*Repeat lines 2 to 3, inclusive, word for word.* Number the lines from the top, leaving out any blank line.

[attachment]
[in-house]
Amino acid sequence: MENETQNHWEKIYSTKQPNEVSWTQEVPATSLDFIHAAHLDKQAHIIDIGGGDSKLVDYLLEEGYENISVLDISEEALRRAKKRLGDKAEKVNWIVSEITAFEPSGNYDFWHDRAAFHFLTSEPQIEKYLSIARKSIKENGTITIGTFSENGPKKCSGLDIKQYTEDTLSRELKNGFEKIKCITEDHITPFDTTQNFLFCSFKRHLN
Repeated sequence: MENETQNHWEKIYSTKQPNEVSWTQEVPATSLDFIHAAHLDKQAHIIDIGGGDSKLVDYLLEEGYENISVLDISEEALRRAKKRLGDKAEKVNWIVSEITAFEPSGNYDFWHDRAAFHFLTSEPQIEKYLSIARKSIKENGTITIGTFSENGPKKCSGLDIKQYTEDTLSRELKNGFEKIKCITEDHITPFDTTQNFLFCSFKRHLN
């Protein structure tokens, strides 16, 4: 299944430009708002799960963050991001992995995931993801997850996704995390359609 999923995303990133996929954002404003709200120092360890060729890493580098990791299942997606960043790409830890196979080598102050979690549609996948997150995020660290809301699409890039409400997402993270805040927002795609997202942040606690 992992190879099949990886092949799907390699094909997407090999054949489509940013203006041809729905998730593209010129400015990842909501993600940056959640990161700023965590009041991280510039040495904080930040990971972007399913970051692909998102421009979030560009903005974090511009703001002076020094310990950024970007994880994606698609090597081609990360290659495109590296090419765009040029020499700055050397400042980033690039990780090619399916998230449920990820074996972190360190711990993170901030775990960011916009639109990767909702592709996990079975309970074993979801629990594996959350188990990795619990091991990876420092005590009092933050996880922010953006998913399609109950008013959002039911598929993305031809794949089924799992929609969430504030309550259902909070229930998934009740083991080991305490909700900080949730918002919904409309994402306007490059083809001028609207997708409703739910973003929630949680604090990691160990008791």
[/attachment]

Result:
Amino acid sequence: MENETQNHWEKIYSTKQPNEVSWTQEVPATSLDFIHAAHLDKQAHIIDIGGGDSKLVDYLLEEGYENISVLDISEEALRRAKKRLGDKAEKVNWIVSEITAFEPSGNYDFWHDRAAFHFLTSEPQIEKYLSIARKSIKENGTITIGTFSENGPKKCSGLDIKQYTEDTLSRELKNGFEKIKCITEDHITPFDTTQNFLFCSFKRHLN
Repeated sequence: MENETQNHWEKIYSTKQPNEVSWTQEVPATSLDFIHAAHLDKQAHIIDIGGGDSKLVDYLLEEGYENISVLDISEEALRRAKKRLGDKAEKVNWIVSEITAFEPSGNYDFWHDRAAFHFLTSEPQIEKYLSIARKSIKENGTITIGTFSENGPKKCSGLDIKQYTEDTLSRELKNGFEKIKCITEDHITPFDTTQNFLFCSFKRHLN